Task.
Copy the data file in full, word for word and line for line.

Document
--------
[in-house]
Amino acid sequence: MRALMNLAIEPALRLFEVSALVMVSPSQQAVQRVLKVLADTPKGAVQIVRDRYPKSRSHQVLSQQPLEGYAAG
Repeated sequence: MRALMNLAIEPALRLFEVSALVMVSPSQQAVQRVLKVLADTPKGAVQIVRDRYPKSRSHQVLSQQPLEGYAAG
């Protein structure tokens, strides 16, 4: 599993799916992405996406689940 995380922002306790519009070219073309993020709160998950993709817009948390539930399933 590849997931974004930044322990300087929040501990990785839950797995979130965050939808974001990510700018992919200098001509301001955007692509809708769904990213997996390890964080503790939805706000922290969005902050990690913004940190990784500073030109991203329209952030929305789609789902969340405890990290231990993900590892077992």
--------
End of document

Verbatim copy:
[in-house]
Amino acid sequence: MRALMNLAIEPALRLFEVSALVMVSPSQQAVQRVLKVLADTPKGAVQIVRDRYPKSRSHQVLSQQPLEGYAAG
Repeated sequence: MRALMNLAIEPALRLFEVSALVMVSPSQQAVQRVLKVLADTPKGAVQIVRDRYPKSRSHQVLSQQPLEGYAAG
């Protein structure tokens, strides 16, 4: 599993799916992405996406689940 995380922002306790519009070219073309993020709160998950993709817009948390539930399933 590849997931974004930044322990300087929040501990990785839950797995979130965050939808974001990510700018992919200098001509301001955007692509809708769904990213997996390890964080503790939805706000922290969005902050990690913004940190990784500073030109991203329209952030929305789609789902969340405890990290231990993900590892077992």